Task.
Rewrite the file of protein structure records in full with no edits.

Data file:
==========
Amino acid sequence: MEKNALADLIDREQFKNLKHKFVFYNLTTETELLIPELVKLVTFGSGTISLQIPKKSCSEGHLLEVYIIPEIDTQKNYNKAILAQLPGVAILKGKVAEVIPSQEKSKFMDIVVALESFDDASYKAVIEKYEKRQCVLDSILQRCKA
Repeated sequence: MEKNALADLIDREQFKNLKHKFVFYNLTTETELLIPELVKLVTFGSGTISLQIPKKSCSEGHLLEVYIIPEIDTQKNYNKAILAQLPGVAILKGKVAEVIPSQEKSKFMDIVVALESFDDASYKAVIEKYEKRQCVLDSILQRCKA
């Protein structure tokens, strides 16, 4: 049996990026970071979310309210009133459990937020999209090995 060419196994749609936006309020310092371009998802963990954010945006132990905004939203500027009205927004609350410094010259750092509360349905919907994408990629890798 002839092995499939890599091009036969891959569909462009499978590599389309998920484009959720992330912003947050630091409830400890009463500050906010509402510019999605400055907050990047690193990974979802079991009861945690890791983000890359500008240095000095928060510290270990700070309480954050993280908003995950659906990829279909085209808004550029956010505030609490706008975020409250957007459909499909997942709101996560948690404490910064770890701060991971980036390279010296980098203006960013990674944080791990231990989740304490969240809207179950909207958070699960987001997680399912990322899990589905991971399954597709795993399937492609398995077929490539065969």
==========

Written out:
Amino acid sequence: MEKNALADLIDREQFKNLKHKFVFYNLTTETELLIPELVKLVTFGSGTISLQIPKKSCSEGHLLEVYIIPEIDTQKNYNKAILAQLPGVAILKGKVAEVIPSQEKSKFMDIVVALESFDDASYKAVIEKYEKRQCVLDSILQRCKA
Repeated sequence: MEKNALADLIDREQFKNLKHKFVFYNLTTETELLIPELVKLVTFGSGTISLQIPKKSCSEGHLLEVYIIPEIDTQKNYNKAILAQLPGVAILKGKVAEVIPSQEKSKFMDIVVALESFDDASYKAVIEKYEKRQCVLDSILQRCKA
């Protein structure tokens, strides 16, 4: 049996990026970071979310309210009133459990937020999209090995 060419196994749609936006309020310092371009998802963990954010945006132990905004939203500027009205927004609350410094010259750092509360349905919907994408990629890798 002839092995499939890599091009036969891959569909462009499978590599389309998920484009959720992330912003947050630091409830400890009463500050906010509402510019999605400055907050990047690193990974979802079991009861945690890791983000890359500008240095000095928060510290270990700070309480954050993280908003995950659906990829279909085209808004550029956010505030609490706008975020409250957007459909499909997942709101996560948690404490910064770890701060991971980036390279010296980098203006960013990674944080791990231990989740304490969240809207179950909207958070699960987001997680399912990322899990589905991971399954597709795993399937492609398995077929490539065969």